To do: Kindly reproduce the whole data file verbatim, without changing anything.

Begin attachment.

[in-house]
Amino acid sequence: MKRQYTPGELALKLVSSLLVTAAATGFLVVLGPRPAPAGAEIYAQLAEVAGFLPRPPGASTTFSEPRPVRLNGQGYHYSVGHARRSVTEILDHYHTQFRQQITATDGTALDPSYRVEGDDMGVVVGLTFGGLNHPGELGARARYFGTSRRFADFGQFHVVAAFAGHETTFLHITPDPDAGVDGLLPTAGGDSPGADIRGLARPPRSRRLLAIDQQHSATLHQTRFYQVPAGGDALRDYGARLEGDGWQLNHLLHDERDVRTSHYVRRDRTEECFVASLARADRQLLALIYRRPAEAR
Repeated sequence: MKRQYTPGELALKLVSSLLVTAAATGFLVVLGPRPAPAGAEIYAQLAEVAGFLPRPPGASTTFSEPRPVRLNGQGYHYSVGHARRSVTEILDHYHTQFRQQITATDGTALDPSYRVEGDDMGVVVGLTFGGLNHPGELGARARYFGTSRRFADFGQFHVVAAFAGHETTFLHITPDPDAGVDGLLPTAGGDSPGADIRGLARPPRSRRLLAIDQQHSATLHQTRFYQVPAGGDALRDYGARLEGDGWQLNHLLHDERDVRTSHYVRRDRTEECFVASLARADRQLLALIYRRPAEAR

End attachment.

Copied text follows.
[in-house]
Amino acid sequence: MKRQYTPGELALKLVSSLLVTAAATGFLVVLGPRPAPAGAEIYAQLAEVAGFLPRPPGASTTFSEPRPVRLNGQGYHYSVGHARRSVTEILDHYHTQFRQQITATDGTALDPSYRVEGDDMGVVVGLTFGGLNHPGELGARARYFGTSRRFADFGQFHVVAAFAGHETTFLHITPDPDAGVDGLLPTAGGDSPGADIRGLARPPRSRRLLAIDQQHSATLHQTRFYQVPAGGDALRDYGARLEGDGWQLNHLLHDERDVRTSHYVRRDRTEECFVASLARADRQLLALIYRRPAEAR
Repeated sequence: MKRQYTPGELALKLVSSLLVTAAATGFLVVLGPRPAPAGAEIYAQLAEVAGFLPRPPGASTTFSEPRPVRLNGQGYHYSVGHARRSVTEILDHYHTQFRQQITATDGTALDPSYRVEGDDMGVVVGLTFGGLNHPGELGARARYFGTSRRFADFGQFHVVAAFAGHETTFLHITPDPDAGVDGLLPTAGGDSPGADIRGLARPPRSRRLLAIDQQHSATLHQTRFYQVPAGGDALRDYGARLEGDGWQLNHLLHDERDVRTSHYVRRDRTEECFVASLARADRQLLALIYRRPAEAR